After provisioning at Walmart, we embarked north and went to Bandolier National monument, an interesting canyon area that has been the home of Native Americans for 1000 years plus, though has been deserted for 500 years or so. The site is amazing, and must be seen to be properly understood. The canyon walls were formed through the combination of rocks and more significantly, volcanic ash. The ash, over time is the solid structure in general, while the rocks and other items were somewhat more transient, creating an interesting Swiss cheese like look to the side. The first people in the area recognized the value of the protection an elevated dwelling made of rock could provide and settled there in that beautiful area. Later, people began to move into the valley and they erected the "Pueblo-esque" type structures at the base of the canyon wall. They had the community built in a circle, again for defensive purposes, and lived there for hundreds of years until they too left, presumably after depleting the food supply or perhaps to seek more comfortable climate. The natives of this area used "Kiva" to conduct their spiritual/governmental pursuits. We were able to see them and go into one of them. I have a great idea for my next back yard, but I guess that may have to be cleared through Karen.

After, we went to Santa Fe, where we were exhausted enough to barely make dinner in this town, as the place starts to shut down at 9pm (this was Saturday night, after all!!)

The next morning, we found a great Breakfast place called Bagelmania, and after a sound gorging, we went to Taos to tour an active Pueblo. The native people who run and live at/near this location had a short walking tour of the area, and some interesting historical references. My Mom has been several times and was eager to expand her already profound knowledge of the area and to expand her collection of native flute playing, of which we were already priming ourselves with. The nifty shopping available there is not to be missed, the actual inhabitants of the Pueblo (100 or so, almost all elderly) rely on this as their means of preserving their Pueblo. We bought several CDs (from my Mom's favorite flutist, John Ranier Jr) and I must admit, this stuff is good. These guys play the wood flute in a way that is as expressive as Louis Armstrong plays the Trumpet, BB King plays the guitar, etc.... Amazing. After gorging ourselves on some baked goods from their own special ovens (think giant fresh fig neutons made with apples and dates) and I bought Karen a silver necklace with turquoise and a carved deer shin bone made into a feather. Also, I bought some burning herbs, sage and lavender and sage and cedar. After we had wrapped up the Pueblo, we ventured into Taos proper and grabbed coffee and had some shopping experiences, where Karen got me a nifty folder black with 24K accents. She was longing for something to get me for my Birthday and that fit the bill in style. I found a wooden box with Geronimo, my Mom's favorite person in the world, on the road back to Santa Fe, we stopped at a small bend in the road (mimmicking the river that plays alongside the entire trip back, and got some great pictures by the river. We wrapped it up in Santa Fe for another night.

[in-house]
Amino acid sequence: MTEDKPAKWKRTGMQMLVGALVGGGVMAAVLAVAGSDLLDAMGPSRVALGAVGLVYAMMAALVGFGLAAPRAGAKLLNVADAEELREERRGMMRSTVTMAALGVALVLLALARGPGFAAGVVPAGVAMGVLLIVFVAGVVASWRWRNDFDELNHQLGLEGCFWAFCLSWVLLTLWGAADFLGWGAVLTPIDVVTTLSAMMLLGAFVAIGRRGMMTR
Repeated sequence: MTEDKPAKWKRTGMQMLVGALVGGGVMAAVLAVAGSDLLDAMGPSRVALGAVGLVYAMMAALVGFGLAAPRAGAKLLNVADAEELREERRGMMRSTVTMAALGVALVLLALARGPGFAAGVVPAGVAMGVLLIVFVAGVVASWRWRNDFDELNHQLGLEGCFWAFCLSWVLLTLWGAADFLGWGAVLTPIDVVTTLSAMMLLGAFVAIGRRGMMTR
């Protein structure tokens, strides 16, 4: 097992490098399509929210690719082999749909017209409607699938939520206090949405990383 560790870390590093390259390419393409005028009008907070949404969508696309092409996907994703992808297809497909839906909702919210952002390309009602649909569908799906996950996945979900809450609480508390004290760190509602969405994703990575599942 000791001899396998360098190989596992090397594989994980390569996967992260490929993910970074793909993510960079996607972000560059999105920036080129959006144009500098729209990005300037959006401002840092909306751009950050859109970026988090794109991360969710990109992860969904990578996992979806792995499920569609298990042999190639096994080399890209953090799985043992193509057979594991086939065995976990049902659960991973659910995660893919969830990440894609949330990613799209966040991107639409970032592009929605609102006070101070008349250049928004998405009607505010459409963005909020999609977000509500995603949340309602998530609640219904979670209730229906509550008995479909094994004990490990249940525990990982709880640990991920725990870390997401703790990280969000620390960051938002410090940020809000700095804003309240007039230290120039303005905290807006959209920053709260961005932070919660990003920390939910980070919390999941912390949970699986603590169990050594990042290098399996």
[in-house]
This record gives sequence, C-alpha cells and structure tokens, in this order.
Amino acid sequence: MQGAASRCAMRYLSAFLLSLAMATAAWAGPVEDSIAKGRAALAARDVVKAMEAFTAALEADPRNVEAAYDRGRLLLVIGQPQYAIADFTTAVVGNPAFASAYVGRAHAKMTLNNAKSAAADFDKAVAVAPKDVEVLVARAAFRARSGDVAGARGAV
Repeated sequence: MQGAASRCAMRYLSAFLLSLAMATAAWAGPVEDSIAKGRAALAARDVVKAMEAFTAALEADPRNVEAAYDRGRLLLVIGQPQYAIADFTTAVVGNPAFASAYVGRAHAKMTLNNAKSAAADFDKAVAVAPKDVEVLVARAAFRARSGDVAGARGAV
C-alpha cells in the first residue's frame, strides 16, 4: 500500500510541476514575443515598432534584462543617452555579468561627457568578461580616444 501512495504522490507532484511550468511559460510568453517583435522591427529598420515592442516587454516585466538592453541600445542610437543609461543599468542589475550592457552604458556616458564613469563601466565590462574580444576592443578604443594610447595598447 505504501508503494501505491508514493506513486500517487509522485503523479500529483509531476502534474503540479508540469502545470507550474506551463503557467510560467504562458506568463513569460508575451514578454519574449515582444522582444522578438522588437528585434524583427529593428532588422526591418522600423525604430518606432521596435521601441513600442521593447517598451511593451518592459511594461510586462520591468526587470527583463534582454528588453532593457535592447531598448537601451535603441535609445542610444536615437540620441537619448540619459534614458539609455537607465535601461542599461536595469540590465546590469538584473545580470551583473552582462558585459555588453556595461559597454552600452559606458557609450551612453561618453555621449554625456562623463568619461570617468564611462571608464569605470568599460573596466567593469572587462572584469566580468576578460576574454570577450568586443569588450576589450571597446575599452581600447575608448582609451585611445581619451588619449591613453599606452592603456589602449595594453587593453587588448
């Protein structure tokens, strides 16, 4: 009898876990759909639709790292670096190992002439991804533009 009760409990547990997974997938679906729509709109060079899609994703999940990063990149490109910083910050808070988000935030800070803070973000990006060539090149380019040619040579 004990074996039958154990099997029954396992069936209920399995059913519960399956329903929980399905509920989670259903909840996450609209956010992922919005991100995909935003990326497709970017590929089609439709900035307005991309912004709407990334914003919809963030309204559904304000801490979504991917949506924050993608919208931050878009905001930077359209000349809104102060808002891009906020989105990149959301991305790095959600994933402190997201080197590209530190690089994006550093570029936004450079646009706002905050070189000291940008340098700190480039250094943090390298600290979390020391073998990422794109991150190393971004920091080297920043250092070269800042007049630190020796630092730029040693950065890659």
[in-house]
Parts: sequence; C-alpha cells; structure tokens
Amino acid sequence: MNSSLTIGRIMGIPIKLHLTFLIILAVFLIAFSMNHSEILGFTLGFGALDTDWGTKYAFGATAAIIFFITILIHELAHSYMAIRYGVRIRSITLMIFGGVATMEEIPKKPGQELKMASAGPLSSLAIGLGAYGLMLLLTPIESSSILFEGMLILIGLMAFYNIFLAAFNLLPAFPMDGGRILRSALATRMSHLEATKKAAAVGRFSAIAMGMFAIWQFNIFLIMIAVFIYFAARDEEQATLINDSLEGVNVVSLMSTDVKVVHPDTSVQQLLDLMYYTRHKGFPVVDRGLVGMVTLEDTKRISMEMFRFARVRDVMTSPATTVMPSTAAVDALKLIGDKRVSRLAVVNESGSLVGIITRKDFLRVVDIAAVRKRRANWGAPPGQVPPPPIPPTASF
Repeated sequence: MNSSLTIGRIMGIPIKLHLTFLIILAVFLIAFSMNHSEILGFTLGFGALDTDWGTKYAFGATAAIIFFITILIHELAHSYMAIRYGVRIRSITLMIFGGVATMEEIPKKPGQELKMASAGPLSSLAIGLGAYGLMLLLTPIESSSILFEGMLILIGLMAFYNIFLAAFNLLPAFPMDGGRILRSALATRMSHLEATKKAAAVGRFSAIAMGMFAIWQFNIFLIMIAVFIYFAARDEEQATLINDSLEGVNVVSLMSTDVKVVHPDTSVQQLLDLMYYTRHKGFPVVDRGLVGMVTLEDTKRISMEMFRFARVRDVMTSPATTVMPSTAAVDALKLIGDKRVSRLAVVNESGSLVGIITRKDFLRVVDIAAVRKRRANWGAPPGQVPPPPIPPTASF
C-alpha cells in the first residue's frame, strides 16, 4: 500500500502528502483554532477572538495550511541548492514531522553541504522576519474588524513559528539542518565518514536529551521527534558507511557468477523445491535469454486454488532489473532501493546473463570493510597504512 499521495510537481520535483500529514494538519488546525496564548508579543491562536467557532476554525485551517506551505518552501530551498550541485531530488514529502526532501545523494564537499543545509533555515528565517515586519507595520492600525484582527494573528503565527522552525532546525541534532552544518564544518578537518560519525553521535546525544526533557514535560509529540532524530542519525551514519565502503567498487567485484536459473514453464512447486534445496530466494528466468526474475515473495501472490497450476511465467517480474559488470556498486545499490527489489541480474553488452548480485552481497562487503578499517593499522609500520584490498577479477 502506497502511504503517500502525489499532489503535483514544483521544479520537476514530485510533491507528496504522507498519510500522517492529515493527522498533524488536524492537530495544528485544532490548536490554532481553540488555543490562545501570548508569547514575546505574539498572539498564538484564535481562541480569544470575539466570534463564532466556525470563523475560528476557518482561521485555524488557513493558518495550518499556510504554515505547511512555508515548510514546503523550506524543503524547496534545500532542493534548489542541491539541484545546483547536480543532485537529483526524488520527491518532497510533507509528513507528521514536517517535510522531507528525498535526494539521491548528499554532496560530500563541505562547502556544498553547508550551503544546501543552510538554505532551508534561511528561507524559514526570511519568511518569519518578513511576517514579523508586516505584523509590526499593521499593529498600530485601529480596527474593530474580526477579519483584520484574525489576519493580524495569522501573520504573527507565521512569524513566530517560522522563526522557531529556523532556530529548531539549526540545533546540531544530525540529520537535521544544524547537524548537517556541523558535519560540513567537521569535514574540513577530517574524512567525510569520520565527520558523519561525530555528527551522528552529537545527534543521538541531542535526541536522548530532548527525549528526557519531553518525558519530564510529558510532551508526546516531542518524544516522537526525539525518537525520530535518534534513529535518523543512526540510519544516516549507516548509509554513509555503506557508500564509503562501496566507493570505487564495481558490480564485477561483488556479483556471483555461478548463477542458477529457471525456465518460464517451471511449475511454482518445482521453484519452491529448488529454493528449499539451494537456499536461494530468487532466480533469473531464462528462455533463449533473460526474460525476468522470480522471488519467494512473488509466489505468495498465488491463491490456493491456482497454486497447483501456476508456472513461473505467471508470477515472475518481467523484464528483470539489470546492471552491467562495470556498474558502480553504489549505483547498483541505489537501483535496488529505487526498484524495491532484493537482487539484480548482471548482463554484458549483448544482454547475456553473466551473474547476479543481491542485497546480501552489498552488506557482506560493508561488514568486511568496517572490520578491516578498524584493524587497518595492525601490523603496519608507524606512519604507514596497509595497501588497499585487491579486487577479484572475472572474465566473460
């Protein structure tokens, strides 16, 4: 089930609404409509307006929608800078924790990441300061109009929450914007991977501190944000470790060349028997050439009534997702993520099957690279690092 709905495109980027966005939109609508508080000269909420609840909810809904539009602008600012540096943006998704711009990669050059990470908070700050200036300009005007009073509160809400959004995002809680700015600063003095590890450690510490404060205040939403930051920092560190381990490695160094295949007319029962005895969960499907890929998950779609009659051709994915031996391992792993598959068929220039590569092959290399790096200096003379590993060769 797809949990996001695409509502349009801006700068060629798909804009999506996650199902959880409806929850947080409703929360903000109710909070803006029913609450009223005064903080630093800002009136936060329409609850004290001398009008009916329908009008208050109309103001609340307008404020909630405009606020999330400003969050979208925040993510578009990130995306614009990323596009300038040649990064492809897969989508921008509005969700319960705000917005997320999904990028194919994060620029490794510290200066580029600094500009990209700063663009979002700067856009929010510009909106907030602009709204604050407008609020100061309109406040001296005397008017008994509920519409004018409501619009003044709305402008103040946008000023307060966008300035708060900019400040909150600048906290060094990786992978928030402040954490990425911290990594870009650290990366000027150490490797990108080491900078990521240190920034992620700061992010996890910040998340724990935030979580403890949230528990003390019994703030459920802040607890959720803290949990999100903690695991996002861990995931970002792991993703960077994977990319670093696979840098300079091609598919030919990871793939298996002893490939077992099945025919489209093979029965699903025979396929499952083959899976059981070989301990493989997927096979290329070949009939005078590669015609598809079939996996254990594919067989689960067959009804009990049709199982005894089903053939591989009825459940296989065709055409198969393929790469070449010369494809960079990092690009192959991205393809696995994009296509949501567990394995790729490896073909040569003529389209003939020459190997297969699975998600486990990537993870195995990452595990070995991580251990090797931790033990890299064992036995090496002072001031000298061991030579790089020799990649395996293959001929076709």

The next day, after the what was now known as "the obligatory breakfast at Bagelmania", we set out early to wrap up Bandolier. This was a focused trip, to "summit" the ceremonial cave area. Well worth our effort, when we got to the top though the 6 inch wide path and series of 30 foot ladders, we were treated to an almost eire amphitheatrical experience overlooking the valley of a home for a small group of people for thousands of years. The Kiva at the top was reconstructed and visitation to it was permitted. We sat inside for a while, and I was reluctant to leave for some reason.

We got in the car and headed towards the Jamez Volcanic monument and area. The Earth Shattering volcanic event that took place millions of years ago and basically was 700 times more powerful that Mount Saint Helens. Some of the ejected boulders and rocks made it to Lubbock, Texas. The ash from that explosion most likely triggered a complete change in global climate and served to create the distinctive landscape of the states east of the Rockies like Utah, Colorado, Nevada, New Mexico, Arizona, etc... Jemez Springs was essentially closed for the day by the time we got there, so we simply sat back and enjoyed the lovely colors and scenery of that region, going from desert, to mesas and canyons, to Alpine, back to Mesas, back to desert, until we arrived back in Albuquerque. I went and grabbed a handful of precious beers from an amazing collection at a liquor store up the street and we just vegged out watching the horrible and forgettable "Ring 2".

The very next morning, we were off to LA, spent a few hours with Grandma, my Dad and Terri, and my Uncle Rick and Denise before the shuttle came to take us back "home" here.